Book of Death #4

Robert Venditti, Robert Gill and Doug Braithwaite chronicle the last battle of Gilad, the Eternal Warrior, in "Book of Death" #4. Although his battle is not directly with Master Darque, the villain of the series, Venditti delivers a satisfying conclusion to a somewhat low-key series, showcasing both the heroism of Gilad as well as that of Tama, the time-displaced Geomancer from the future who demonstrates her own merits. There's a very pervasive sense of the traditional hero journey in this concluding issue, which makes for a strong finale that shows there's a little more hope for the future of the Valiant Entertainment universe than previous issues and other "Book of Death" tie-in titles might have indicated.

Throughout much of the series, Gilad has come across as the stern taskmaster, repeatedly urging Tama to read the doomsday passages from the prophetic Book of Death while the whiny girl continuously tried to get out of it. While some of this dynamic carries into the early part of this issue, it disappears upon the arrival of the pending showdown between Gilad and Tama against Darque and his undead forces. When Tama does read from the book, though, its foreboding words are well-scripted by Venditti and also nicely laid out by Gill and Braithwaite. The sequence is also beautifully colored by David Baron and Brian Reber.

The redesign of Master Darque evokes Barry Windsor-Smith's original design from a couple of decades ago but is toned down somewhat into a more standard -- but still intimidating -- supervillain. The character's white flesh, undead appearance and red costume also evoke Carmine Infantino's Deadman to the same degree, if not more so. Nevertheless, Gill and Braithwaite's rendering of Darque is eerie, adding an ever more sinister quality to Venditti's own interpretation.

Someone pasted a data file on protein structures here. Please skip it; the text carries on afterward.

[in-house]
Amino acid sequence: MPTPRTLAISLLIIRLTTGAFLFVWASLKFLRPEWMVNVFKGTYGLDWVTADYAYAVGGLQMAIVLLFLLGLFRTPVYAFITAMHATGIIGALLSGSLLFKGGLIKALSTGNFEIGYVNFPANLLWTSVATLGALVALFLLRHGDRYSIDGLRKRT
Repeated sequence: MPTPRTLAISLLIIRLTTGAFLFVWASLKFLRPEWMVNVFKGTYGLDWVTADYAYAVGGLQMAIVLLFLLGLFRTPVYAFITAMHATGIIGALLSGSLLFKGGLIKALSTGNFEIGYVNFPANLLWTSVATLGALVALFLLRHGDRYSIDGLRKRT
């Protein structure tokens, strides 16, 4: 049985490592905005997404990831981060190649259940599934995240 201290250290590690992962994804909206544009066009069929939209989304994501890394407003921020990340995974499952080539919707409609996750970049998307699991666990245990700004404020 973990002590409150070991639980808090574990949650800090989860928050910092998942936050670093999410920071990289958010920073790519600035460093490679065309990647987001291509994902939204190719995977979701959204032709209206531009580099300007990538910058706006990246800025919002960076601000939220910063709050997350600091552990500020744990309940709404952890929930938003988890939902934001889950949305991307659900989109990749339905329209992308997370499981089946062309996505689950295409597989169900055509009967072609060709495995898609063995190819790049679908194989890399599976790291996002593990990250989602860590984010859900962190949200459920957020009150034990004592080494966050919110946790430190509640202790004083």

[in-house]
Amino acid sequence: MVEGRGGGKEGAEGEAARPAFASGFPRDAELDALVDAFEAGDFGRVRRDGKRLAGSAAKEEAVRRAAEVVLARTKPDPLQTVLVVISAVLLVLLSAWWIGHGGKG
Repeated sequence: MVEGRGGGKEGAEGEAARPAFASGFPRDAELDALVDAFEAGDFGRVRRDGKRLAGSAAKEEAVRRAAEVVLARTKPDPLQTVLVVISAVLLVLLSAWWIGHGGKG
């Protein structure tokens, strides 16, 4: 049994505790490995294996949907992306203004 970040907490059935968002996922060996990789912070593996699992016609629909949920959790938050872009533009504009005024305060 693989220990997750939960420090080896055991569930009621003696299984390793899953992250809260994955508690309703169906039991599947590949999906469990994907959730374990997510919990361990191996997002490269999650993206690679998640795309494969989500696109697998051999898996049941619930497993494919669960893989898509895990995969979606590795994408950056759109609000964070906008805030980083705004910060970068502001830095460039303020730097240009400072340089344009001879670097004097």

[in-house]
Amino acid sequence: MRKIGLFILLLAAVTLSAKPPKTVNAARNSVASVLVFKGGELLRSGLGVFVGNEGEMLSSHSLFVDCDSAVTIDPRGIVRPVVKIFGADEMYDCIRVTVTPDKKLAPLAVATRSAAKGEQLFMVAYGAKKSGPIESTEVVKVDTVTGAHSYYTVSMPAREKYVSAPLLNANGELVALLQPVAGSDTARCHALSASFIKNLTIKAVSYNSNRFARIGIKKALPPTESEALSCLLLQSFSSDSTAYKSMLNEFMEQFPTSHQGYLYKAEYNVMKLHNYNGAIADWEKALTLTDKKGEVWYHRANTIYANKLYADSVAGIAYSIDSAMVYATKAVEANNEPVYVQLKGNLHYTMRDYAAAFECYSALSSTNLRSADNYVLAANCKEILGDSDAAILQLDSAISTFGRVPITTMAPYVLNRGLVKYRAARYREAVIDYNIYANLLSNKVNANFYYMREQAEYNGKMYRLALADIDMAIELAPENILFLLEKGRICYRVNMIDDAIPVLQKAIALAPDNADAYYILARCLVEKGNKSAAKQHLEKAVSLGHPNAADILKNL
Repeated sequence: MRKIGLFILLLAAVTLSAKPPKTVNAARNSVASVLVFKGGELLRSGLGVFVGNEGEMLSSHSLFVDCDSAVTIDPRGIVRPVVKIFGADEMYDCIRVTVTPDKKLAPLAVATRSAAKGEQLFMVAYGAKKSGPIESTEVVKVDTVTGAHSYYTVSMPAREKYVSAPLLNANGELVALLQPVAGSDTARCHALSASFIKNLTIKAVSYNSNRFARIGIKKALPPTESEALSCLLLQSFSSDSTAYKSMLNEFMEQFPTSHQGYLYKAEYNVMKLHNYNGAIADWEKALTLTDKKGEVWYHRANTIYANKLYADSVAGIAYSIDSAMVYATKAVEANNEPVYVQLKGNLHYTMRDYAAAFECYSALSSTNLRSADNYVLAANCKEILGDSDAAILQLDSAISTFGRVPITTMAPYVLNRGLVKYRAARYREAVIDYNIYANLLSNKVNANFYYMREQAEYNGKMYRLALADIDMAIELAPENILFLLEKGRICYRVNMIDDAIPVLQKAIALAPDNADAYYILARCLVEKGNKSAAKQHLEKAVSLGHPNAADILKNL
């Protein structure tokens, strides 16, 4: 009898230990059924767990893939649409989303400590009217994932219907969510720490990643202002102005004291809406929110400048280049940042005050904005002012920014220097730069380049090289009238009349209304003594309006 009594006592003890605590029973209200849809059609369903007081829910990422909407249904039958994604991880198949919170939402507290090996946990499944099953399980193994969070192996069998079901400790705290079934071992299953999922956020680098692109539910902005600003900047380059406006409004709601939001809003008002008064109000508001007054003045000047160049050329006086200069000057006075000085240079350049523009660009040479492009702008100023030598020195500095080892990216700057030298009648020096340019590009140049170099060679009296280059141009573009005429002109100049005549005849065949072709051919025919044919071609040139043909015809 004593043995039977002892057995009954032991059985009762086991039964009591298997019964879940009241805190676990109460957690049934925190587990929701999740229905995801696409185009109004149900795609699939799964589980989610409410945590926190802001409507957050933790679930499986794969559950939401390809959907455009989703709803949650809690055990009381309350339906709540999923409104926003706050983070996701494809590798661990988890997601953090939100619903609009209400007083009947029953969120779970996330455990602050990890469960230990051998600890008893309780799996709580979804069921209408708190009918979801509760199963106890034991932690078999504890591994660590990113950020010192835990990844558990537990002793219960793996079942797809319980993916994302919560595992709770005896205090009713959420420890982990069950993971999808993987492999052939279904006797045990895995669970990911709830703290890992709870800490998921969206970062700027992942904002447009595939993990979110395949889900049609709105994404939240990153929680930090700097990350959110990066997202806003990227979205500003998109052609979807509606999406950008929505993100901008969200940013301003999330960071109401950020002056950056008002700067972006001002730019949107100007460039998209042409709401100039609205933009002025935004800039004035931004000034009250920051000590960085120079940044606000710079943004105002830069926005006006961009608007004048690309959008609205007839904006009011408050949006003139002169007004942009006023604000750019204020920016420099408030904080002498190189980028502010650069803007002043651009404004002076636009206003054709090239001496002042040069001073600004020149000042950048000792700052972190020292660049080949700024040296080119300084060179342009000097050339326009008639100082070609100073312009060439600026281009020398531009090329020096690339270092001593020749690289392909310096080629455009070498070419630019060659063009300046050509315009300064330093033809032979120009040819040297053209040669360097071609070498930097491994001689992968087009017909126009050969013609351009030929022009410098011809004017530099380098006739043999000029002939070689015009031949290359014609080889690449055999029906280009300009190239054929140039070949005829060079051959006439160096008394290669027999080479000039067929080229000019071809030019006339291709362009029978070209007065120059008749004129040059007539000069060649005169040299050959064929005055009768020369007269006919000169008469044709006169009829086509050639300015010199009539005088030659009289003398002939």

Venditti's script even gets a little mean-spirited when depicting Darque's torment of young David, the intended but inexperienced present day Geomancer. Like Tama, though, Venditti's characterization of David is pretty thin; the boy is little more than a scared and whiny victim, which is perhaps a fairly expected personification, but it's hard to feel much sympathy, even when he's in Darque's clutches. As a victim, though, David still serves his purpose as the means for Gilad to prove once again he's not only an eternal warrior, but an eternal hero.

The moments after the final battle are powerful, and Venditti caps off the issue with a hopeful and optimistic denouement. The lead-up to the issue's confrontations are superbly paced, paving the way for a terrific conclusion that serves as a nice recovery for the series' earlier shortcomings. The second half of "Book of Death" #4 alone is worth the cover price.

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